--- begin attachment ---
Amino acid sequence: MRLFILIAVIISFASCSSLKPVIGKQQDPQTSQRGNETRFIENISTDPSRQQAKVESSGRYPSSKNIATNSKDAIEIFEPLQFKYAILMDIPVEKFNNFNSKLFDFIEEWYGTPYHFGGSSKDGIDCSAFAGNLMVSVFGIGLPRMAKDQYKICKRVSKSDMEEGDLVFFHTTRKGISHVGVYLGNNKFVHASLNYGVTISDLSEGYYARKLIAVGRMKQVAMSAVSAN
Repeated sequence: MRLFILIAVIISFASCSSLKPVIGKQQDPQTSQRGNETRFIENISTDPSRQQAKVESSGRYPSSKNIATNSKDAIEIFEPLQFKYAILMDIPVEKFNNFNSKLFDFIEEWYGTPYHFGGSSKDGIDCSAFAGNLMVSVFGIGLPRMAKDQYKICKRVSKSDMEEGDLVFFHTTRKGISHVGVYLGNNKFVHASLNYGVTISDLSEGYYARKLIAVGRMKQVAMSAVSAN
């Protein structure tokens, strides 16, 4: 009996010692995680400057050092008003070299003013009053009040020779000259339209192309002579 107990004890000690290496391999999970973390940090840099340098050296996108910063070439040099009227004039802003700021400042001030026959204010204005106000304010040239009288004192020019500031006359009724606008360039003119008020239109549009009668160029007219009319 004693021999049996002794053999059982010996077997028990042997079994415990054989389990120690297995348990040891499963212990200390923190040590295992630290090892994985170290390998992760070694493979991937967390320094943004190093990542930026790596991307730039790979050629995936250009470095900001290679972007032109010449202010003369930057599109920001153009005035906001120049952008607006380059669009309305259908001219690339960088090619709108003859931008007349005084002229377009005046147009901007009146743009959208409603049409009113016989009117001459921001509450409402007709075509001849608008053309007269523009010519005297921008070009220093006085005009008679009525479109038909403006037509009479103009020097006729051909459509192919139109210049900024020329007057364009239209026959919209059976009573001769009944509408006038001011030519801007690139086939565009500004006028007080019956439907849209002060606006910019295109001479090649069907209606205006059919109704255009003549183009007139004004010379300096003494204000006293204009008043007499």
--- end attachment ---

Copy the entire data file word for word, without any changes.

Amino acid sequence: MRLFILIAVIISFASCSSLKPVIGKQQDPQTSQRGNETRFIENISTDPSRQQAKVESSGRYPSSKNIATNSKDAIEIFEPLQFKYAILMDIPVEKFNNFNSKLFDFIEEWYGTPYHFGGSSKDGIDCSAFAGNLMVSVFGIGLPRMAKDQYKICKRVSKSDMEEGDLVFFHTTRKGISHVGVYLGNNKFVHASLNYGVTISDLSEGYYARKLIAVGRMKQVAMSAVSAN
Repeated sequence: MRLFILIAVIISFASCSSLKPVIGKQQDPQTSQRGNETRFIENISTDPSRQQAKVESSGRYPSSKNIATNSKDAIEIFEPLQFKYAILMDIPVEKFNNFNSKLFDFIEEWYGTPYHFGGSSKDGIDCSAFAGNLMVSVFGIGLPRMAKDQYKICKRVSKSDMEEGDLVFFHTTRKGISHVGVYLGNNKFVHASLNYGVTISDLSEGYYARKLIAVGRMKQVAMSAVSAN
């Protein structure tokens, strides 16, 4: 009996010692995680400057050092008003070299003013009053009040020779000259339209192309002579 107990004890000690290496391999999970973390940090840099340098050296996108910063070439040099009227004039802003700021400042001030026959204010204005106000304010040239009288004192020019500031006359009724606008360039003119008020239109549009009668160029007219009319 004693021999049996002794053999059982010996077997028990042997079994415990054989389990120690297995348990040891499963212990200390923190040590295992630290090892994985170290390998992760070694493979991937967390320094943004190093990542930026790596991307730039790979050629995936250009470095900001290679972007032109010449202010003369930057599109920001153009005035906001120049952008607006380059669009309305259908001219690339960088090619709108003859931008007349005084002229377009005046147009901007009146743009959208409603049409009113016989009117001459921001509450409402007709075509001849608008053309007269523009010519005297921008070009220093006085005009008679009525479109038909403006037509009479103009020097006729051909459509192919139109210049900024020329007057364009239209026959919209059976009573001769009944509408006038001011030519801007690139086939565009500004006028007080019956439907849209002060606006910019295109001479090649069907209606205006059919109704255009003549183009007139004004010379300096003494204000006293204009008043007499």